It is a “brutally honest educational journey,” followed by an opportunity to talk candidly about U.S. racial history, says David Pilgrim, founder and curator of Ferris State University’s Jim Crow Museum of Racist Memorabilia.
With an aim to inform as well as engage visitors in open dialogue, Pilgrim made available more than 9,000 artifacts he had amassed to tell the story of U.S. racism and race relations – from the arrival of Africans as slaves in the 1600s, through the era of Jim Crow, to the present day.
Jim Crow is a characterization of the racial caste system, which operated between 1877 and the mid-1960s. It involved a series of rigid anti-black laws, as well as a way of life using segregation to relegate African-Americans to the status of second-class citizens.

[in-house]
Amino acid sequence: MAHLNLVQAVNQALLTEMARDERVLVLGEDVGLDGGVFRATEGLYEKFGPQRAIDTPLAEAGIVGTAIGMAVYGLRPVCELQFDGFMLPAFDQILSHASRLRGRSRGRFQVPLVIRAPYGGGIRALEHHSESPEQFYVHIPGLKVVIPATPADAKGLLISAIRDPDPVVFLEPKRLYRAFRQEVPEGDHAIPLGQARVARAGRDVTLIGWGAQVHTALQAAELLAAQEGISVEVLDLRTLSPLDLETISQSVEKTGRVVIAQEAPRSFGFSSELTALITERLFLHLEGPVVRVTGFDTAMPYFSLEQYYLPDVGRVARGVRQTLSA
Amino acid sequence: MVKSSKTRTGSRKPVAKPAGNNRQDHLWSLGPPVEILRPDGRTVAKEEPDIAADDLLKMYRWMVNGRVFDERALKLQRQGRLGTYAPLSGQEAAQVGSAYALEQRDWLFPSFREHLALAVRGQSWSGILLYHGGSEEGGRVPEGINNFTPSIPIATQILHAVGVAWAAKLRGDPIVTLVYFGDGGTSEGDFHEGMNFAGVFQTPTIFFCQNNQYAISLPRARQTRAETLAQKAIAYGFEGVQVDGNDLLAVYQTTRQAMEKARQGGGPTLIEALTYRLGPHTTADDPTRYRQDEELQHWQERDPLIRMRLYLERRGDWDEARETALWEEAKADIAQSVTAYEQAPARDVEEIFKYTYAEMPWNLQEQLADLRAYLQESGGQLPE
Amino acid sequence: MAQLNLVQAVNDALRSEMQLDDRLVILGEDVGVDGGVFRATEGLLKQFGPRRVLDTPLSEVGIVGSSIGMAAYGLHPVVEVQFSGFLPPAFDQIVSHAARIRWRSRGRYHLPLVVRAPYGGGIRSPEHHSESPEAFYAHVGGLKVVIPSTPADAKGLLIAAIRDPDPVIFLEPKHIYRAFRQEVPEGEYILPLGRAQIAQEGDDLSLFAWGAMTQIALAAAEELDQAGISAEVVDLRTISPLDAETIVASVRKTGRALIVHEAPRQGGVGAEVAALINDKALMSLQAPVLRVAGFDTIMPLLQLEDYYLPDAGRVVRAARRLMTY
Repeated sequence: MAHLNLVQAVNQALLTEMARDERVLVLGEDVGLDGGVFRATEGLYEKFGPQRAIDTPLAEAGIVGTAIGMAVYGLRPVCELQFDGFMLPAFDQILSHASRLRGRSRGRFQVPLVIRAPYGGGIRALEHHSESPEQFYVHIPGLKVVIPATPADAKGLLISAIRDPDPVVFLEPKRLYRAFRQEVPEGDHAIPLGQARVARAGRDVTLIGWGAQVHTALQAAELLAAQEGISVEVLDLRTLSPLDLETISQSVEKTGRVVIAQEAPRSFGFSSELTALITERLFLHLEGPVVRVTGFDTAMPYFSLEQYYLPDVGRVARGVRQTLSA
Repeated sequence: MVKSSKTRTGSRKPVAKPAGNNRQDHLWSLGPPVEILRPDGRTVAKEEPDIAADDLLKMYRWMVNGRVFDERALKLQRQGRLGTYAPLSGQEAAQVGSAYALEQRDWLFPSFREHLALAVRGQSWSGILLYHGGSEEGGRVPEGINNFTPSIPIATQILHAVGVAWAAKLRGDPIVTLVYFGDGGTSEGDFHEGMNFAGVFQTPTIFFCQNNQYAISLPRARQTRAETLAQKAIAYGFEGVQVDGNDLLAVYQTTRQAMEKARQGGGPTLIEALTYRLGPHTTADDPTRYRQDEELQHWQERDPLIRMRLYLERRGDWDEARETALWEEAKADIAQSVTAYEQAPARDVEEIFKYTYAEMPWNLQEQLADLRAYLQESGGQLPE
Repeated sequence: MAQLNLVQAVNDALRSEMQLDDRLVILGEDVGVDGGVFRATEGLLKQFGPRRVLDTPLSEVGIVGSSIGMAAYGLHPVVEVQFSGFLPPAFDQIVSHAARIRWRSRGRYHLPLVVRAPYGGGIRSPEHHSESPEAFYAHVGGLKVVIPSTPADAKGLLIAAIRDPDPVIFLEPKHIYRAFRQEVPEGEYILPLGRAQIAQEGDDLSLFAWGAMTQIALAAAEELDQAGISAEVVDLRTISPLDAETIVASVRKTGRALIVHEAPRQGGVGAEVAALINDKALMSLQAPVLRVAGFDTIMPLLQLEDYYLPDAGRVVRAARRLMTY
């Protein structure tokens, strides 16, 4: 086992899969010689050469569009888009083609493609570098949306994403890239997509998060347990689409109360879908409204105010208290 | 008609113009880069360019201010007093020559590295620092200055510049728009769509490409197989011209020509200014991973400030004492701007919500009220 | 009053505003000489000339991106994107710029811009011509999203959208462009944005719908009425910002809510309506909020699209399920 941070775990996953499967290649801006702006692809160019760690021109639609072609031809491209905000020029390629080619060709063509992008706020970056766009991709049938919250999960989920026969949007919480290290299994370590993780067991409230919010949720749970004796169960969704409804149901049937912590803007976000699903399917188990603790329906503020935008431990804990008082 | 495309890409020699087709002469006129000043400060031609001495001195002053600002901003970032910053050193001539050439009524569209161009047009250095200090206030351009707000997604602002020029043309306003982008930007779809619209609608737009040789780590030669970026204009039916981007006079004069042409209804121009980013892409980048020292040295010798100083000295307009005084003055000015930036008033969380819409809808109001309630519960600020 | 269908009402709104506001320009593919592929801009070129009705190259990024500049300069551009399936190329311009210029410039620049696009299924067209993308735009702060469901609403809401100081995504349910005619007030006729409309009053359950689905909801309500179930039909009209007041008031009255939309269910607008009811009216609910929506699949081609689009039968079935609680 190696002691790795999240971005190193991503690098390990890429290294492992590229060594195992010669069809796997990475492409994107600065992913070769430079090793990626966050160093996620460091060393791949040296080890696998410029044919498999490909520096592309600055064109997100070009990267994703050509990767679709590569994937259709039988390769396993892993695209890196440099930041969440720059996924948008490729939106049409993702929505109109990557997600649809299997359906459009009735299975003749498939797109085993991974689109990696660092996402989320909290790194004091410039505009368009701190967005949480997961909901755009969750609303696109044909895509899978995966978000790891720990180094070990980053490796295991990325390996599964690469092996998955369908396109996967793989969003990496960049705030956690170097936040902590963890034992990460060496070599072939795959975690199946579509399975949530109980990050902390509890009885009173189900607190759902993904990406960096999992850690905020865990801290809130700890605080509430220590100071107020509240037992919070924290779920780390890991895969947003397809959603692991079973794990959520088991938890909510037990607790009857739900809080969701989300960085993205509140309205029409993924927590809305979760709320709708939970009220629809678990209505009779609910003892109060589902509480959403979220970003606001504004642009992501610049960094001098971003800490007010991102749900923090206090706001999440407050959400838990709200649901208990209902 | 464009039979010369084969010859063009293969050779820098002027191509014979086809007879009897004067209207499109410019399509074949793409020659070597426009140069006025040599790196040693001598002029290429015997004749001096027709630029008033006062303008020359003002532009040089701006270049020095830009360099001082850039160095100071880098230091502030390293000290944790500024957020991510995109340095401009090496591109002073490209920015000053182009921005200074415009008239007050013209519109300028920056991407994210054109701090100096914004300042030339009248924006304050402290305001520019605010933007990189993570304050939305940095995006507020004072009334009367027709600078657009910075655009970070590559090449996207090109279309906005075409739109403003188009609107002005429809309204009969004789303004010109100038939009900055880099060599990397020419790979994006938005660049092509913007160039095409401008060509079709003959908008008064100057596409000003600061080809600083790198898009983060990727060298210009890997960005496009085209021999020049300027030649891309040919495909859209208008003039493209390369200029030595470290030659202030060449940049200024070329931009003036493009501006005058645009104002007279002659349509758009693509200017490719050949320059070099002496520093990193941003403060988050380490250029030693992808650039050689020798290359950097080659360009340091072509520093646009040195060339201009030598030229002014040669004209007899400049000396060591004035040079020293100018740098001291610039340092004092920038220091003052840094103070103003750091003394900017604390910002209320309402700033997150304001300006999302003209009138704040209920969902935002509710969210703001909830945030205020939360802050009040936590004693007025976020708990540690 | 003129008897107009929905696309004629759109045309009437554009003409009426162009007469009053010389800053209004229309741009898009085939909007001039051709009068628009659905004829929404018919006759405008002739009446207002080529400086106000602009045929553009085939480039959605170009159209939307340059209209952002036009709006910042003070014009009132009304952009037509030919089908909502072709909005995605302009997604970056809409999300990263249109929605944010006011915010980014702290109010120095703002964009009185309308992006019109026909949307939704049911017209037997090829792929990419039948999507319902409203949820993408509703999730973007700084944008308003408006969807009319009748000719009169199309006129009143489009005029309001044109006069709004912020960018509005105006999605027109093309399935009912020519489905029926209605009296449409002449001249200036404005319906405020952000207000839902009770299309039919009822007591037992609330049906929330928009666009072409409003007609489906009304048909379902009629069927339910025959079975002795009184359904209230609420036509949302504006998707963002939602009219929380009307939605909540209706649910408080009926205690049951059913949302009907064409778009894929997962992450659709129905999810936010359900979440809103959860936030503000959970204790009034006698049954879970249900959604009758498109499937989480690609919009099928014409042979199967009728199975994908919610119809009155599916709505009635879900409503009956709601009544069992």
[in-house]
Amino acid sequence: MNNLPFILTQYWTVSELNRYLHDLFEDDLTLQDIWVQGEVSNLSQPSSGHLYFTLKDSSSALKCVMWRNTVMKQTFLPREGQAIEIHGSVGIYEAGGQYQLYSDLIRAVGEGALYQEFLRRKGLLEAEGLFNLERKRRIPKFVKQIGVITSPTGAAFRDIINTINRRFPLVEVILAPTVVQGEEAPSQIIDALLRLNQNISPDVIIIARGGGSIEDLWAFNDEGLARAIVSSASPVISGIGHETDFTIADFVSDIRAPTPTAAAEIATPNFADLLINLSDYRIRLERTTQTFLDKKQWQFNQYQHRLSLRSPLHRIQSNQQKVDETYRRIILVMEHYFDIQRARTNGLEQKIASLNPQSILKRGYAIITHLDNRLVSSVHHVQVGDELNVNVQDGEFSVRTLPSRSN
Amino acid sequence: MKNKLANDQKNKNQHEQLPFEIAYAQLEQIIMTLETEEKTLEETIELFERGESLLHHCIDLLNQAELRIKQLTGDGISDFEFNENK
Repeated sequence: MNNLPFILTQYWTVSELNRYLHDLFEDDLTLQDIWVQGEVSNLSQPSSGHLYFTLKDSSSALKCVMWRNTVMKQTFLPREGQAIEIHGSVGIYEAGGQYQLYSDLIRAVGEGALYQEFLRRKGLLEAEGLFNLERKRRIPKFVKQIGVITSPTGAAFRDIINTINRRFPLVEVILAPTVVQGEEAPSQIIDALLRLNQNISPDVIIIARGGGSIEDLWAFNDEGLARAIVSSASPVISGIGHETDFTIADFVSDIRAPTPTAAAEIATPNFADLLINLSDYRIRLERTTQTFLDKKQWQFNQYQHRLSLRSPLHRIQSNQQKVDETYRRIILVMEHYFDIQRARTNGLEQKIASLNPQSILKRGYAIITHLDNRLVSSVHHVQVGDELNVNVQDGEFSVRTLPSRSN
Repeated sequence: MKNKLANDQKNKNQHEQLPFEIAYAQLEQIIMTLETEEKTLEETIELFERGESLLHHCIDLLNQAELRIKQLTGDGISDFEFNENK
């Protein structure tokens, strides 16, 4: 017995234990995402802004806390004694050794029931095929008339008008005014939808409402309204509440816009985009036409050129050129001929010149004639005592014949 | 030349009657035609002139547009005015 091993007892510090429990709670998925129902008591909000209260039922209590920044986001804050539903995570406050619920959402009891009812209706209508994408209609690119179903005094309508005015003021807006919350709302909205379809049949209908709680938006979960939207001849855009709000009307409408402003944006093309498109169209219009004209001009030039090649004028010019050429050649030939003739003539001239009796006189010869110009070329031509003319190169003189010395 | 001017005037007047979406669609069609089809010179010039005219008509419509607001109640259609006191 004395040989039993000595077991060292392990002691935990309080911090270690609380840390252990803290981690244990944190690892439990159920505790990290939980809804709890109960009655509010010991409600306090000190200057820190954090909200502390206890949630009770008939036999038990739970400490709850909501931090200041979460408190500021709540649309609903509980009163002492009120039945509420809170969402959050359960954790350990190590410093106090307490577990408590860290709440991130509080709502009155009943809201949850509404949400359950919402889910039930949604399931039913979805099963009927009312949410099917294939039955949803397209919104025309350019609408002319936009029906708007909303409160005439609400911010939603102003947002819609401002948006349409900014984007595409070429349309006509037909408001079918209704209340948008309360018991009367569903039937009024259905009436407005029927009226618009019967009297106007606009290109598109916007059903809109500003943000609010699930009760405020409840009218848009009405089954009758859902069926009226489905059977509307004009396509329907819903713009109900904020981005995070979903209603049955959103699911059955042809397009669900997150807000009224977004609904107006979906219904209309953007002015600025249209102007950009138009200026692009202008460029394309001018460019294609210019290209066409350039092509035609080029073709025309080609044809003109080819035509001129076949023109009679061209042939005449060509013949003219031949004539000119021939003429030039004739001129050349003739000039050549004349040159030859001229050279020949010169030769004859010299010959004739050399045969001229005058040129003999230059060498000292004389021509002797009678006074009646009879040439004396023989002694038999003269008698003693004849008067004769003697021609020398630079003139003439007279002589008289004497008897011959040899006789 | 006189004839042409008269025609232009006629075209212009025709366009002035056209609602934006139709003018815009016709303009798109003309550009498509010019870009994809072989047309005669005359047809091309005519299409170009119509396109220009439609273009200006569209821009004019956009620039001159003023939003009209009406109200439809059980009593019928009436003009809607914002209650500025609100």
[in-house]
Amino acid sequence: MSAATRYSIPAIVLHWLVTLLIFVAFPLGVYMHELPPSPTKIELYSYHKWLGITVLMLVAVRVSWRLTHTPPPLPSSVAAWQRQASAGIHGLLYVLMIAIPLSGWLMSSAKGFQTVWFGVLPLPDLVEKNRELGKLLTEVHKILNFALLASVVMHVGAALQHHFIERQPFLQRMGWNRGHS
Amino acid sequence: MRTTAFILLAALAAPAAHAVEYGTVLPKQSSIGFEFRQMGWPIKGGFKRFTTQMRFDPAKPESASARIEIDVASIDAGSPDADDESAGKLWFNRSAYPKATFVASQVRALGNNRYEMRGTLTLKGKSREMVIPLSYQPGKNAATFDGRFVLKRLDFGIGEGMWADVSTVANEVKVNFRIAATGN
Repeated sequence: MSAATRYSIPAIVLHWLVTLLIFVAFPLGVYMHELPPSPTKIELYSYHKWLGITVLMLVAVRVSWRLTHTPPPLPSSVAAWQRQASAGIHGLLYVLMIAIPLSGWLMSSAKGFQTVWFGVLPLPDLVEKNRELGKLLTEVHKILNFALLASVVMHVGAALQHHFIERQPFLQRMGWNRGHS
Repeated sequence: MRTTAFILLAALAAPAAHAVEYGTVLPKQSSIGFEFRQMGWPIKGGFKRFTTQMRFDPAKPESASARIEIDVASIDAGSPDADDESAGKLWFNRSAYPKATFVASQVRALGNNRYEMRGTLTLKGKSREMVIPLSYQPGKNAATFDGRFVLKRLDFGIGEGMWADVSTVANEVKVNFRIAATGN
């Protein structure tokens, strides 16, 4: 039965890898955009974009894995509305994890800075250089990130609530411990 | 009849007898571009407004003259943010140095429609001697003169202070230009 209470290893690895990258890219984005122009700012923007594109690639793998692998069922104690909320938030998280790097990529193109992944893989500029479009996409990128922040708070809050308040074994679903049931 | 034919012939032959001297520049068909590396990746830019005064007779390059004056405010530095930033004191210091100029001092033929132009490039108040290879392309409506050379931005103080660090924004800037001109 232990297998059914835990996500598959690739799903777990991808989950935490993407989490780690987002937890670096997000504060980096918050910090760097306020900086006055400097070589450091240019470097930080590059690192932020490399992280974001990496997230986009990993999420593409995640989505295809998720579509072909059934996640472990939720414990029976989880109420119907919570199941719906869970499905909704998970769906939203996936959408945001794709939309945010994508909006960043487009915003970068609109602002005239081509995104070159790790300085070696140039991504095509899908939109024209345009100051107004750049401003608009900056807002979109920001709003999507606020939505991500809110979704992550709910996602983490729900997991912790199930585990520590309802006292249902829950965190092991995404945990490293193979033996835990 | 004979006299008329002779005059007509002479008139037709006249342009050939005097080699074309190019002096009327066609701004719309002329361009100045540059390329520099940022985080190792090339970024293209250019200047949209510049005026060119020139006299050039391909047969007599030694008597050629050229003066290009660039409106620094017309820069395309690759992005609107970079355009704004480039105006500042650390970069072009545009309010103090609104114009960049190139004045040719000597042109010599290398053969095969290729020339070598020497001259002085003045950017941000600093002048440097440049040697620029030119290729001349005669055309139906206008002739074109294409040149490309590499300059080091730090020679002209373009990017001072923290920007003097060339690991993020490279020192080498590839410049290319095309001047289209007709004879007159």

Working with Pilgrim and his team, Xibitz designed and constructed more than 3,000 square feet of exhibits highlighting the breadth and depth of this collection. The exhibits lead visitors through some extremely difficult material, challenging assumptions that most of us do not even recognize in ourselves. At the end of the exhibit, visitors experience more positive stories and images of black achievement and have the opportunity to debrief and discuss with each other what they have experienced.